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Desmopressin (DDAVP®)

By: Dr. Karin Szust

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  • Water balance in the body is controlled by the amount of water consumed relative to the amount lost in the intestines, sweat and urine. The kidney is ultimately responsible for controlling water balance in the body.
  • Control of kidney function comes from nerves and hormones. One of these hormones, antidiuretic hormone or ADH, plays a key role by allowing the kidney to control water loss in the urine.
  • Another function of ADH is constriction of blood vessels to raise blood pressure. This has lead to a second name for this hormone – vasopressin.
  • Desmopressin is a synthetic vasopressin.
  • Desmopressin acetate is used for replacement of deficient ADH.
  • Another effect of desmopressin is a transient increase in certain blood clotting factors.
  • Desmopressin is a prescription drug and can only be obtained from a veterinarian or by prescription from a veterinarian.
  • This drug is not approved for use in animals by the Food and Drug Administration but it is prescribed legally by veterinarians as an extra-label drug.

    Brand Names and Other Names

  • This drug is registered for use in humans only.
  • Human formulations: DDAVP® (Rhone-Poulenc Rorer)
  • Veterinary formulations: None

    Uses of Desmopressin

  • Desmopressin is used in the treatment of central diabetes insipidus in dogs and cats.
  • An unusual application of this drug is in the therapy of von Willebrand's disease, a blood clotting problem commonly found in dogs. This is a genetic disorder involving clotting proteins (factors) and the blood platelet.

    Precautions and Side Effects

  • While generally safe and effective when prescribed by a veterinarian, desmopressin can cause side effects in some animals.
  • Desmopressin should not be used in animals with known hypersensitivity or allergy to the drug.
  • Desmopressin may interact with other medications. Consult with your veterinarian to determine if other drugs your pet is receiving could interact with desmopressin. Such drugs include epinephrine, heparin,and fludrocortisone.
  • Desmopressin can cause conjunctival irritation (inflammation) of the eyes after administration in some patients.
  • Fluid retention can also occur following high doses of desmopressin.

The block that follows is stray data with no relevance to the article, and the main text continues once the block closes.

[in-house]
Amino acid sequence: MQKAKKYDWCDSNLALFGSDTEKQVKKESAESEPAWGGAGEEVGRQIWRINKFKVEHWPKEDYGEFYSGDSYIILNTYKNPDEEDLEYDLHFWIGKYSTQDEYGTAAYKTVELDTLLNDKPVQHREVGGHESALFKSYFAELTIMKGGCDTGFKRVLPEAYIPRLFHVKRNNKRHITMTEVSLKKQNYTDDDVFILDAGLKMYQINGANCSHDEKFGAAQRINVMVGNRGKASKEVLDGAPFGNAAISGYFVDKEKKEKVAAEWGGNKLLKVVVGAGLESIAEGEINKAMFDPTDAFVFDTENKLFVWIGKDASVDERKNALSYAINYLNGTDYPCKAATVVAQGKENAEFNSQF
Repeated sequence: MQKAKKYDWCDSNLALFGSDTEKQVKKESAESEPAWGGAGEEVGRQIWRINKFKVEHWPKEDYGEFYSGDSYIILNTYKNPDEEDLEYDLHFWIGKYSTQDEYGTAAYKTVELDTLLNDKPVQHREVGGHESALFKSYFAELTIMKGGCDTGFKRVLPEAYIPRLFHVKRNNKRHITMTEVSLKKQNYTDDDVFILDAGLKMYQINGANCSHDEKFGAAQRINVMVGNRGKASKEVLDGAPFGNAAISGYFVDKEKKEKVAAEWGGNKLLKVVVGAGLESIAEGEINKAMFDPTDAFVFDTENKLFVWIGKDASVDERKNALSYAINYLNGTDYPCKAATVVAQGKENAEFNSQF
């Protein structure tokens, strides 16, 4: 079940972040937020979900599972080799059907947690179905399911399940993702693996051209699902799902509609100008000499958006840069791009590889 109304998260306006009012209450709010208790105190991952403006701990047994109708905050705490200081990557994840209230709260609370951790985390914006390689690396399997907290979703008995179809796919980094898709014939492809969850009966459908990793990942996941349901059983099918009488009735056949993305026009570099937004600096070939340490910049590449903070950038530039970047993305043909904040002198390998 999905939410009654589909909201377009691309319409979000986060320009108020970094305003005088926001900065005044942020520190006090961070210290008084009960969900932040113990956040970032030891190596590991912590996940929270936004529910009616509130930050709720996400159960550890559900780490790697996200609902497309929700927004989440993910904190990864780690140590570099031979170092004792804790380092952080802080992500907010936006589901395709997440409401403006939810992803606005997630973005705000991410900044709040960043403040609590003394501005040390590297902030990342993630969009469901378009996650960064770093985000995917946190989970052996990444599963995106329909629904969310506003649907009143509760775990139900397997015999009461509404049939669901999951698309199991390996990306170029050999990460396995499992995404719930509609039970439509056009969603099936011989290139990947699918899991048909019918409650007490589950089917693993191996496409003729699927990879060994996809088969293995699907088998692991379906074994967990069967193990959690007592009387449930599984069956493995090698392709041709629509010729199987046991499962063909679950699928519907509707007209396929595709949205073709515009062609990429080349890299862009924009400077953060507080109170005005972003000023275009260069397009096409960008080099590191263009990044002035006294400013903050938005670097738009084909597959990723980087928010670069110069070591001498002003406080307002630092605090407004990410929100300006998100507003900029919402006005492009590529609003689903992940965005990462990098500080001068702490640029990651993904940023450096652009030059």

How Desmopressin Is Supplied

  • Desmopressin is available as a nasal solution, solution for injection and tablet form.
  • Nasal solution: 10 micrograms/0.1 ml in 2.5 or 5 ml bottles
  • Injectable form: 4 micrograms/ml, 1 ml or 10 ml bottles.
  • Tablet form: 0.1 and 0.2 mg tablets

    Dosing Information

  • Medication should never be administered without first consulting your veterinarian.
  • DDAVP nasal drops are administered into the eye or into the nose. The latter approach can be difficult in some pets.
  • The dose for desmopressin is one to two drops of the nasal spray administered in the conjunctival sac (eyes) or in each nostril once or twice daily.
  • Desmopressin can also be given as a subcutaneous injection. The dose is 1 to 2 mcg per dog for central diabetes insipidus.
  • For von Willebrand's disease, desmopressin is dosed at 0.5 mcg per pound (1 mcg/kg) subcutaneously as needed. The effect of the drug generally lasts for about 4 hours.
  • There is no injectable dose available for cats.
  • Unfortunately, this treatment is not cost effective, as the drug is very expensive.
  • Life-term therapy is needed for treatment of central diabetes insipidus.
  • The duration of administration depends on the condition being treated, response to the medication and the development of any adverse effects. Be certain to complete the prescription unless specifically directed by your veterinarian. Even if your pet feels better, the entire treatment plan should be completed to prevent relapse or prevent the development of resistance.

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